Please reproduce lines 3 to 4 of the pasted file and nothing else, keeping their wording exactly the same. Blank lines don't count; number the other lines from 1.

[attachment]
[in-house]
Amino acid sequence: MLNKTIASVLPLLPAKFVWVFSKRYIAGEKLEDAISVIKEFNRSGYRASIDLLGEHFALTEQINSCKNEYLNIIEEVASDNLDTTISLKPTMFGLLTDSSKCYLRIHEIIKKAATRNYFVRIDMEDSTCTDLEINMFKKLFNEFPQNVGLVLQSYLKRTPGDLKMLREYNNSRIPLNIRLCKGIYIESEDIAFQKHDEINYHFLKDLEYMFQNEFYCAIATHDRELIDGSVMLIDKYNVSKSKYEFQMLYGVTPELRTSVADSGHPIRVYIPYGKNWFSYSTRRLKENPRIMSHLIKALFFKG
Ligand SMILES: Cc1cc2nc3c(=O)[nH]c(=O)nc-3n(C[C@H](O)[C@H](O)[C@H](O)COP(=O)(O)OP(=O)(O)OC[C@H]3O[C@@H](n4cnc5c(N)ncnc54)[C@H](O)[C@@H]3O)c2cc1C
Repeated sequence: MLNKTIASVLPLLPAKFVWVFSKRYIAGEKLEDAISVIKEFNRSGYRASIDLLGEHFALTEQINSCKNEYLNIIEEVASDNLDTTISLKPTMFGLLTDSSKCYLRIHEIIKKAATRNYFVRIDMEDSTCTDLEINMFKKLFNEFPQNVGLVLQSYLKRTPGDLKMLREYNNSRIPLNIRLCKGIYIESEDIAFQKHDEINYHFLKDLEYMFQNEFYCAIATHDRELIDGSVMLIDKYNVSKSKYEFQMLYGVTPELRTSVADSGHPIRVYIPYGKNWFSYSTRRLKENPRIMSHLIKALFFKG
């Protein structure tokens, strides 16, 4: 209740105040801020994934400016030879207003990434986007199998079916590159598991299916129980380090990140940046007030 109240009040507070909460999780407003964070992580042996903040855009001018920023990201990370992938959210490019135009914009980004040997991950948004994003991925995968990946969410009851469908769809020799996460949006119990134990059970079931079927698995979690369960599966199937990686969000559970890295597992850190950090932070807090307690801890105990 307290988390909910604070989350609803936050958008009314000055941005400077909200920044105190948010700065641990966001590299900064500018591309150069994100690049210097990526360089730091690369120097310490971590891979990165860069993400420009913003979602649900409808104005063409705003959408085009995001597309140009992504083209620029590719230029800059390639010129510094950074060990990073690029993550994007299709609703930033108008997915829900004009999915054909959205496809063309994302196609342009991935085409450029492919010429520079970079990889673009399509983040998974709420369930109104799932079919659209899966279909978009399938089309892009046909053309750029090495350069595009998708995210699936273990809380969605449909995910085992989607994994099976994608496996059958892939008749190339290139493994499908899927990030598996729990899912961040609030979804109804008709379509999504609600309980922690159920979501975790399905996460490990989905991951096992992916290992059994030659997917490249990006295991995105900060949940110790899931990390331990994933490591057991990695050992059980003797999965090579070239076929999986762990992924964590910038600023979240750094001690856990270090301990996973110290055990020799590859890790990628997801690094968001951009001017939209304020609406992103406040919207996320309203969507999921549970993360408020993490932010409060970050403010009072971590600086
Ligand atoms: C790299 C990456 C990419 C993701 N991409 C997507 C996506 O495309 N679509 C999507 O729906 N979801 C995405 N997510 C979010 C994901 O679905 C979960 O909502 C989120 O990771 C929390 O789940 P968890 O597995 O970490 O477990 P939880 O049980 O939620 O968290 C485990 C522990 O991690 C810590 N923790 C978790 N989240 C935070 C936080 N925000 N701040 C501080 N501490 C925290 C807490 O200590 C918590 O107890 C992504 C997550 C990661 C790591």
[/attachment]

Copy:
Ligand SMILES: Cc1cc2nc3c(=O)[nH]c(=O)nc-3n(C[C@H](O)[C@H](O)[C@H](O)COP(=O)(O)OP(=O)(O)OC[C@H]3O[C@@H](n4cnc5c(N)ncnc54)[C@H](O)[C@@H]3O)c2cc1C
Repeated sequence: MLNKTIASVLPLLPAKFVWVFSKRYIAGEKLEDAISVIKEFNRSGYRASIDLLGEHFALTEQINSCKNEYLNIIEEVASDNLDTTISLKPTMFGLLTDSSKCYLRIHEIIKKAATRNYFVRIDMEDSTCTDLEINMFKKLFNEFPQNVGLVLQSYLKRTPGDLKMLREYNNSRIPLNIRLCKGIYIESEDIAFQKHDEINYHFLKDLEYMFQNEFYCAIATHDRELIDGSVMLIDKYNVSKSKYEFQMLYGVTPELRTSVADSGHPIRVYIPYGKNWFSYSTRRLKENPRIMSHLIKALFFKG